Imagine the following scenario: your small business receives an invoice via email like it does several times per month. Your accounting team recognizes the supplier and issues payment.
Only later do you discover that the invoice was not valid at all. Your company unknowingly sent money not to a trusted supplier but to criminals—losing thousands of dollars (or worse) in the process.
Supplier fraud or vendor fraud, such as the scenario described above, is a challenge that more and more small businesses face yearly. And large corporations aren’t immune to these challenges either. In 2019, both Google and Facebook fell victim to the type of invoice fraud—to the tune of $123 million in stolen funds.
According to the Association of Certified Fraud Examiners (ACFE), the median loss business experiences from a single case of fraud is $150,000. For small businesses—where 30% operate at breakeven and 30% operate at a loss—even the loss of a far lesser amount could be detrimental.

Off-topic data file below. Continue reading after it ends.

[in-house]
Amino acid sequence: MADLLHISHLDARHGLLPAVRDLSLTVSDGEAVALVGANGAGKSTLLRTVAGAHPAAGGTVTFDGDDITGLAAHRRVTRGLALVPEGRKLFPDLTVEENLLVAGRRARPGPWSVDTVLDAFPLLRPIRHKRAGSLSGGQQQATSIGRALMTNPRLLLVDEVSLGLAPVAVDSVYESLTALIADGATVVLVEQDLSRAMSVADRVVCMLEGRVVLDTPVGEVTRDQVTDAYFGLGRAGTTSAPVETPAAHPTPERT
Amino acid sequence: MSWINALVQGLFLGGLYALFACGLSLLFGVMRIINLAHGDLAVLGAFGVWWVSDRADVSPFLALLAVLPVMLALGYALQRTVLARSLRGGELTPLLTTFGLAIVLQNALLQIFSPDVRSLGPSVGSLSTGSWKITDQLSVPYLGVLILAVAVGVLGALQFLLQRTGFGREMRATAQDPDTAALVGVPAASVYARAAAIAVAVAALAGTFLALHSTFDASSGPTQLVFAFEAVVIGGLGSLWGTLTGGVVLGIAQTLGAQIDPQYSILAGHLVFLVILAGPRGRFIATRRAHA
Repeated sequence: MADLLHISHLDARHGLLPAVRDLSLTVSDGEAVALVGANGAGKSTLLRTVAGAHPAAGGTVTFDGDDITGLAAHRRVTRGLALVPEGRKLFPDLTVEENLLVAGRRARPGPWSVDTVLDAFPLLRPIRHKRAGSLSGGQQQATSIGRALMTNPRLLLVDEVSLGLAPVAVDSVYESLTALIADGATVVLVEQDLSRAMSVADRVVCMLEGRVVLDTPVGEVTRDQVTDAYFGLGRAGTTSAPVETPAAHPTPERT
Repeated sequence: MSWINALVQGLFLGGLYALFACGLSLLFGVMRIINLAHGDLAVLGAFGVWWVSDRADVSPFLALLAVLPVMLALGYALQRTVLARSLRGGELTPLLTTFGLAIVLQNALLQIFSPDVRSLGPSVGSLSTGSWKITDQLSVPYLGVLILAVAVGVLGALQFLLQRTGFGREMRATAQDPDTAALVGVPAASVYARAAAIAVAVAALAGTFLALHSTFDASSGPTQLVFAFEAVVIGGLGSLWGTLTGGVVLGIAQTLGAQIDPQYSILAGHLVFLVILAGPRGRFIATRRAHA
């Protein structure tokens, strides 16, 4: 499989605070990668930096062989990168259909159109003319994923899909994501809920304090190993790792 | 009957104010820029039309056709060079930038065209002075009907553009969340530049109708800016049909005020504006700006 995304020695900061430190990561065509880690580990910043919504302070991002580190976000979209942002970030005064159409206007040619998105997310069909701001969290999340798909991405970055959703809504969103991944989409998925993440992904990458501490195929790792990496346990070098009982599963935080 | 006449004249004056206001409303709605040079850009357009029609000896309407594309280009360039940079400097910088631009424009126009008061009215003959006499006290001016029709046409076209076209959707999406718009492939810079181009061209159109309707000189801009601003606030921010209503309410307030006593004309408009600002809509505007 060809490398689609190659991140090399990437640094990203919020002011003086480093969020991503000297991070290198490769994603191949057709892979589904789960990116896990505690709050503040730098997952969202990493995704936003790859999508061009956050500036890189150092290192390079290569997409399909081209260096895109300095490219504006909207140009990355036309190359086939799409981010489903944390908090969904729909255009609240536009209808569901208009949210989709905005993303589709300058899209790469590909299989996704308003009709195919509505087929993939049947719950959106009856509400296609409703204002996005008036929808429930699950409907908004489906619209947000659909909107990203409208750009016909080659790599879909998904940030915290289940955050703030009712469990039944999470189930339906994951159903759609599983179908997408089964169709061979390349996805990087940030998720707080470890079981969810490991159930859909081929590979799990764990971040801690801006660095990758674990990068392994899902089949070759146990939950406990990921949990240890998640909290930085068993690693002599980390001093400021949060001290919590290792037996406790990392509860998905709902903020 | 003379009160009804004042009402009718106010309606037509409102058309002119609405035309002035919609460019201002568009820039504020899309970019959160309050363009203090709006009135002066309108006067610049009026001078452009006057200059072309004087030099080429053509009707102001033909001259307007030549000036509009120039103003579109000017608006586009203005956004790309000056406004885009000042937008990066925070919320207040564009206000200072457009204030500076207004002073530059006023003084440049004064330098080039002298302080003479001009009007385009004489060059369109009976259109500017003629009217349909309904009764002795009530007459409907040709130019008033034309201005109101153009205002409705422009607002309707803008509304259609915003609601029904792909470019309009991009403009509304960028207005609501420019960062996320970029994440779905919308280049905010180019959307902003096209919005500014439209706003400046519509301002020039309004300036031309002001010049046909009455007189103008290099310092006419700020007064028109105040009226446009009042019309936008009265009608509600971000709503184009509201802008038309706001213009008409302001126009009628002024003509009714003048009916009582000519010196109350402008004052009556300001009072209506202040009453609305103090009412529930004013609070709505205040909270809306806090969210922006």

Vendor fraud can wreak havoc on your supply chain and your profitability and, in extreme cases, could even cause your business to collapse. Due to the risks, it’s critical that you do everything within your power to safeguard your company from bad actors.
Read on to discover three actionable steps you can take to protect your small business from supplier fraud. As you’ll learn below, each step hinges on verification.
1. Begin with a thorough verification process.
It’s essential to know your suppliers and to know them well. The more familiar your team is with its suppliers, the easier it will be to detect false invoices, overbilling, compromised emails, payment tampering, employee kickbacks, price-fixing, and other types of supplier fraud.
Knowing your suppliers begins with supplier verification. An effective supplier verification process can put your business in a stronger position to avoid vendor fraud.